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Subway’s sales have plummeted over the past few years and has been through a number of crisis situations. In 2020, a lawsuit filed in the U.S. District Court in California from two disgruntled Subway customers claimed that the tuna salad wasn’t tuna, and might not even be fish.
Subway’s PR department went into cleverness overdrive to push back against the lawsuit, tweeting, “Keep fishing folks, we’ll keep serving 100% wild-caught tuna.” A fun Twitter exchange with Jessica Simpson also played off her 2003 “Chicken of the Sea” gaffe. Customers could get 15% off footlong tuna salad subs by using the code “ITSREAL.”
Subway’s headquarters sent out clever tweets, and even a promotional message. However, it didn’t mention the trust issues customers have complained about over the years. Remember when an Irish court declared that Subway’s bread wasn’t bread? Or how about the time someone claimed their footlong was, in fact, an 11 1/2 -inch long? Let’s not even talk about Jared.
As the company has been on a steep revenue decline for close to a decade now, it might be time for Subway to ditch the duck-and-counterpunch routine, and instead address their current crisis while also making some fundamental shifts in their communication style.
Each business will have its crises points. But it is how leaders handle the crisis that really matters. You don’t want any mistakes in dealing with your “fake tuna crisis”.
These are the four lessons Subway’s failures can teach us about managing a crisis.
Transparency is key
Subway had a clever communication strategy, but it failed to build trust with its seafood source sources. Subway did not provide any testimonials or sourcing information. Subway should be less clever, more transparent and authentic in its communications. Film the seafood suppliers who bring in your catch of the day, and instead of writing clever tweets. Transparency is not a problem if it’s an issue.
Learned lesson: Communicate openly with customers. Although you may want to avoid addressing a problem (or, in the case of Subway, to try to rebut those who are pointing fingers), trust can be built when communication is open and honest.
Pledge to do better
Subway must not be a victim of cleverness or avoidance, but should take fundamental steps towards solving the problem. Following Chipotle’s 2015 E. Coli outbreak, the company took major steps to improve and guarantee its food safety protocols. It developed an independent Food Safety Council to evaluate its food safety, staffing and training, among other areas, to mitigate the issues that led to the outbreaks. To be fair, Subway has made a more detailed statement about sustainable fishing practices, but the language on its website still speaks about long-term change, as opposed to immediate action steps.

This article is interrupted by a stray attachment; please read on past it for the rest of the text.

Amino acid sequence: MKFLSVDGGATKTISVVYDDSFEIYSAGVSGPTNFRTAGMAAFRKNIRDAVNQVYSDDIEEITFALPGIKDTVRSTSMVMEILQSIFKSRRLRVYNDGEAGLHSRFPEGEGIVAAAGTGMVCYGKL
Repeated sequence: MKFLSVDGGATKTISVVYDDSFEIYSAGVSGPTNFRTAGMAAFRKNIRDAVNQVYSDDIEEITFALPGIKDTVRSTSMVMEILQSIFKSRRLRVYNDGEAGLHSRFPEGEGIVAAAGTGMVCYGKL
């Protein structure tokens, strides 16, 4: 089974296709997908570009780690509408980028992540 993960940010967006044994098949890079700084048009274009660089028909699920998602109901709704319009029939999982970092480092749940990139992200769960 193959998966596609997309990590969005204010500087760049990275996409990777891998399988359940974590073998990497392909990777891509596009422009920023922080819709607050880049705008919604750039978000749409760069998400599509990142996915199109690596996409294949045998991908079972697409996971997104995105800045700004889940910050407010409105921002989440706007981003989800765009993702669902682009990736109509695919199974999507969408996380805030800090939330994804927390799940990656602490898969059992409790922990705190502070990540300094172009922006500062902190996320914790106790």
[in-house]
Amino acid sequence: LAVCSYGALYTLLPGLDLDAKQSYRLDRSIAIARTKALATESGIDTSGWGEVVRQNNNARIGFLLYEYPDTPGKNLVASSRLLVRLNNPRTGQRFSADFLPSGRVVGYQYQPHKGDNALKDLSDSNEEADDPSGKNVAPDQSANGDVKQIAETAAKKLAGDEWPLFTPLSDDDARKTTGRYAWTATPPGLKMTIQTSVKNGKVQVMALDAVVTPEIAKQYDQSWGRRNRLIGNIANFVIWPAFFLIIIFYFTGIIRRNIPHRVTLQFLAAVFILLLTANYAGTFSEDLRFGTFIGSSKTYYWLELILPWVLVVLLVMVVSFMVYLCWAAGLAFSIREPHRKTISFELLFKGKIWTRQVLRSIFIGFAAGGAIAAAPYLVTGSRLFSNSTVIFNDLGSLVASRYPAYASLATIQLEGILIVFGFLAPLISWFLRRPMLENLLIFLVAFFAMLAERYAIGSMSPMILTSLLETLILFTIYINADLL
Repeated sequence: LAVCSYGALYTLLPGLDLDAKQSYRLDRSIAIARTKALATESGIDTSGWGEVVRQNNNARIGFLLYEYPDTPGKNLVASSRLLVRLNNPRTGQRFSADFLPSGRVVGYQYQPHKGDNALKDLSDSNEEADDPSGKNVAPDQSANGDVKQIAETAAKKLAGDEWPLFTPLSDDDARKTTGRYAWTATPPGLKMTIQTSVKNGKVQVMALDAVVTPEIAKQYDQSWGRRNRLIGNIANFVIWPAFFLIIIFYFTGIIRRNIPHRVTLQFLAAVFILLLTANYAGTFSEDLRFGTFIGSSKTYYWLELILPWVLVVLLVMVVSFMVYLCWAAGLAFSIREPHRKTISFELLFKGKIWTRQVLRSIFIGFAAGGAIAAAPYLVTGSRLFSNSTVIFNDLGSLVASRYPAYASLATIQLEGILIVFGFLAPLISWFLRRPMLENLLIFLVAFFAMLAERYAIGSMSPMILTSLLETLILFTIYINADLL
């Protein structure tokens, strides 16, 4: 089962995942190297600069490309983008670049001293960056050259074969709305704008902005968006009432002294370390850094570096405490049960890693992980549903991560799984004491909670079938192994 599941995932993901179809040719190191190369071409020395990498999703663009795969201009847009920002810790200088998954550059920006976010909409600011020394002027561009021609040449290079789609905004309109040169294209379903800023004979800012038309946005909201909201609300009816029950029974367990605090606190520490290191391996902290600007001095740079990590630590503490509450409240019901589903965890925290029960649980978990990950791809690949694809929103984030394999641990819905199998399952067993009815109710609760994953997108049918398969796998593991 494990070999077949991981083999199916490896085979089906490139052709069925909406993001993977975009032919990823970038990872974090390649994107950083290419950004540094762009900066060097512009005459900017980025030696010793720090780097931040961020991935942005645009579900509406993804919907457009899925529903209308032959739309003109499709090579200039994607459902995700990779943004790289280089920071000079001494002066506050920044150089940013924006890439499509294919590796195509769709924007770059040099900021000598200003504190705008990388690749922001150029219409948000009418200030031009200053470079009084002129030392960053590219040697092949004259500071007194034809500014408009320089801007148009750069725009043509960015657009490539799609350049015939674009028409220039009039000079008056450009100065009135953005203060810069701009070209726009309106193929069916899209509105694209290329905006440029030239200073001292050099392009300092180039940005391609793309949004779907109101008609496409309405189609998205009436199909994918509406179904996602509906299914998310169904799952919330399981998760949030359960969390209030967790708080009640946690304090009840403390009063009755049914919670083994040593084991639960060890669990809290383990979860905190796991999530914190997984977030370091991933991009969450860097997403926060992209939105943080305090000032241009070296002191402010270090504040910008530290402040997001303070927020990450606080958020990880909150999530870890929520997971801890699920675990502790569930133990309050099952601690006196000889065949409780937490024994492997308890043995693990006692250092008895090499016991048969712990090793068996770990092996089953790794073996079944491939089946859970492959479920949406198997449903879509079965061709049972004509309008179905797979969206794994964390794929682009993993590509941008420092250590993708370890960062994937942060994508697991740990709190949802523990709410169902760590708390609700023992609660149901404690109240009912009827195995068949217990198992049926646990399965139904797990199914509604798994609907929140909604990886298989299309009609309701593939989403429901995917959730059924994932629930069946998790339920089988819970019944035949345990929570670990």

The lesson learned: After acknowledging the problem, it is important to immediately take steps to show your shareholders, customers and employees that you are serious about making things better.
Revert to basics
If the 1985 “New Coke” disaster taught us anything, it’s that sometimes companies need to stop innovating and get back to their fundamentals. Subway’s menu has been stuffed with soups and flatbreads. Subway also lost sight of what helped it grow: fresh, simple sandwiches made right before the customers. Subway’s motto, “Eat Fresh”, calls for immediate action.
The lesson learned: Many companies do many things but in a substandard way. It is important to excel at only one thing. Subway makes sandwiches. Your company does what? Refocusing your attention on the core of your business is key to getting out of crisis.
Keep up with the times
Sustainable food sourcing and healthy eating are key to a sustainable future. These aren’t buzzwords; these are real concerns that customers care about. Whole Foods recognizes that customers today care about sustainability and so they put the information out for them to view. Though the brand has improved, the impact that Subway’s lack of tuna sourcing information had on consumer confidence is real. It doesn’t only inspire distrust, it also looks out of touch.
The lesson learned: Being aware of and adapting to the current trends is not about being politically correct or following every trend. Recognizing fundamental changes in society is key to making your company part of the conversation. Keep your eyes on the core of your business and be open to changing circumstances. It is not a good idea to be left behind.
It is entirely up to Subway to decide how they deal with their latest crisis. You can still prepare yourself for the worst by learning these powerful lessons now and how you can impact your company.
Publited Sat, 21 August 2021 at 21:14.42 +0000